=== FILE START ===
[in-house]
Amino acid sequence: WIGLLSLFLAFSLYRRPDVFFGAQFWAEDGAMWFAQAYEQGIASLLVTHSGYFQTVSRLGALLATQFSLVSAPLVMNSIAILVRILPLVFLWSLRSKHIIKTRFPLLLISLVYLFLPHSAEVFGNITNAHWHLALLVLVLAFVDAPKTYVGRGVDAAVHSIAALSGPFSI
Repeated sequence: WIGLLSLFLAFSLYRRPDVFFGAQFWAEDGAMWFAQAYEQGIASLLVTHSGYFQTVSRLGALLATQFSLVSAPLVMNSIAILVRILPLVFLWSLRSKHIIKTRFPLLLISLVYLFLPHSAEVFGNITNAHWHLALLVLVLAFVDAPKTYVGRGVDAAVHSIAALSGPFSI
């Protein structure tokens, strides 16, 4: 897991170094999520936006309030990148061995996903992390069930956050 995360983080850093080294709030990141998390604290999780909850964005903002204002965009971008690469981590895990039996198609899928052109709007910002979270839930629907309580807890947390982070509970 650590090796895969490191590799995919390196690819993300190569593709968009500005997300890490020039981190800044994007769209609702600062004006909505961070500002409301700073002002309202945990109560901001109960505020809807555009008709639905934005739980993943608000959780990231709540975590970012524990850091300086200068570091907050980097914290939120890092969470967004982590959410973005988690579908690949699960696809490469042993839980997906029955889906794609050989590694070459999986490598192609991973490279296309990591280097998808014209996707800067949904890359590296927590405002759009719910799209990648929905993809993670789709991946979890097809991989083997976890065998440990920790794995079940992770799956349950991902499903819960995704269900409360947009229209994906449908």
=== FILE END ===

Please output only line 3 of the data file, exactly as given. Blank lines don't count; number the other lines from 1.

Repeated sequence: WIGLLSLFLAFSLYRRPDVFFGAQFWAEDGAMWFAQAYEQGIASLLVTHSGYFQTVSRLGALLATQFSLVSAPLVMNSIAILVRILPLVFLWSLRSKHIIKTRFPLLLISLVYLFLPHSAEVFGNITNAHWHLALLVLVLAFVDAPKTYVGRGVDAAVHSIAALSGPFSI